“Why Sunday,” Fuka-Eri asked again.

Tengo recalled his boyhood Sunday’s. After they had walked all day, his father would take him to the restaurant across from the station and order anything he liked. It was a kind of reward for him, and virtually the only time the frugal pair would eat out. His Father would even order a beer (although he almost never drank).  Despite the offer, Tengo never felt the slightest bit hungry on these occasions. Ordinarily, he was hungry all the time, but he never ate anything he enjoyed on a Sunday. To eat every mouthful of what he had ordered – which he was absolutely required to do – was nothing but torture for him. Sometimes he even came close to vomiting. This was what Sunday meant for Tengo as a boy.

Tengo seems to be miraculously cured of this problem at this point. At least he never has a problem eating, going out, or even remembering his Sunday troubles ever again. A scenario like this, painted as significant, gets reduced to fluff in the hands of Murakami. It become trivial, because it is never followed through. Tengo has some problems with his father – sure. And they are re visited. But in this passage we are led to believe Tengo experiences traumatic flashbacks that leave his sweating and agorophobic.  One is quickly trained by the author to work out these glamorous details are there merely to help us get through the end of the chapter. They are not part of character development, and in fact we would be better served to forget them, as they will remain unaddressed.

This gives me the distinct impression I have a better grip on these characters than the author does, and that irritates me. One of the biggest mistakes a writer can make is the assumption he is smarter than his reader (reading is a partnership with writing that brings the novel alive in a holy way that only the reader will ever fully appreciate) and I am told between the lines on every page of this novel that Mr Murakami thinks he is much smarter than me. Almost to the point that he is suffering me a little.

1Q84 shifts between two characters, Tengo and Aomame who have a mysterious intimate connection. One of the few things that keeps you reading is the desire (at first) to understand this bond and the hope that the star-crossed lovers will be together again. Tengo (a writer) is first seen being roped into a literary scheme. He knows an editor, Komatsu, who knows a 17-year-old girl who has written a remarkable story called “Air Chrysalis.”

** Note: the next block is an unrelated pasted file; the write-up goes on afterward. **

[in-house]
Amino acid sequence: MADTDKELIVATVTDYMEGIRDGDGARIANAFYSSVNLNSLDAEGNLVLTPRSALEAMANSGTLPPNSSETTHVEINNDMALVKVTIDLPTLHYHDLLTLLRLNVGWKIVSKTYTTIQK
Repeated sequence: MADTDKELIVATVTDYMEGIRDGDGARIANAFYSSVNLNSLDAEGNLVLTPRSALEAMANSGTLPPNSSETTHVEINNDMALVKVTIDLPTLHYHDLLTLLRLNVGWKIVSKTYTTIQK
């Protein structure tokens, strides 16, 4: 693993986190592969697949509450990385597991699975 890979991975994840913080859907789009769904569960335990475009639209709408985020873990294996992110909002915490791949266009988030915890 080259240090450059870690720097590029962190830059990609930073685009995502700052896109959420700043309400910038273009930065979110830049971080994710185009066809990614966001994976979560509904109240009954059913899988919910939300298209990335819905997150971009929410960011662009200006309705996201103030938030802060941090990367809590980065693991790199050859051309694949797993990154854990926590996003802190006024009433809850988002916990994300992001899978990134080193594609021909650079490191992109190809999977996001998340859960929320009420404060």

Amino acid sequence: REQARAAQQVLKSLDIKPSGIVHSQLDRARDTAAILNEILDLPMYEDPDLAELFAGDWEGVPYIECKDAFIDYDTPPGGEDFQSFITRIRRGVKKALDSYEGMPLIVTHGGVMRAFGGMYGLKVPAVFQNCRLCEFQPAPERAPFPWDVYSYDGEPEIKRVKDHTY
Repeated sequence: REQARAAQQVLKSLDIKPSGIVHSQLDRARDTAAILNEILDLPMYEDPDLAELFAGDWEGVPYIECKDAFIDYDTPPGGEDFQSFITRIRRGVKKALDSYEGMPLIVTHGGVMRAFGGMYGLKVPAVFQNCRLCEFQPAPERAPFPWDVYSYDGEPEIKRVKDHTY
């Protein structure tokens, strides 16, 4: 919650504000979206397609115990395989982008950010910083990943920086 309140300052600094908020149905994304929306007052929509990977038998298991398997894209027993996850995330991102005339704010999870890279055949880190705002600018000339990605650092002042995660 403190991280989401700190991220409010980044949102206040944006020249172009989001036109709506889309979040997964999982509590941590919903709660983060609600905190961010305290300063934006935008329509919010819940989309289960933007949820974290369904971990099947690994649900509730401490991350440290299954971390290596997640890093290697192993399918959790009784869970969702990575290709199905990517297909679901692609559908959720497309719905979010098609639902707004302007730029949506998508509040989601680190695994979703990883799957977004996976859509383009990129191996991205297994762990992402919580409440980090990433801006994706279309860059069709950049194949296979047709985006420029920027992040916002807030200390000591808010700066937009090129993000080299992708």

Janet Maslin in the New York Times adds this:

“But the story could be made even better if Tengo would agree to ghostwrite it. Then Komatsu will enter it in a literary contest, and the girl will surely win a prize and create a media frenzy. As Komatsu keeps pointing out with unseemly eagerness, “Air Chrysalis” will be very big — Murakami-type big — on the best-seller lists.”

Tengo meets Fuka-Eri a mysterious young girl with lovely breasts who wrote the original Air Chrysalis. They form a bond which (oddly and VERY Murakami) must be consummated at some point (!). Aomame is an assassin who specializes in killing men who abuse women (more shades of The Girl with the Dragon Tatoo) Even though she is a highly disciplined (ridiculously almost a super woman) professional she makes friends with a police woman with whom she hosts “intimate but fully erotic all-night sex feasts.” Her breasts are larger than Aomame’s but she is still self-conscious of them, and the two women talk about their breasts to each other and to themselves frequently.  None of this is as titillating as it sounds – or even interesting.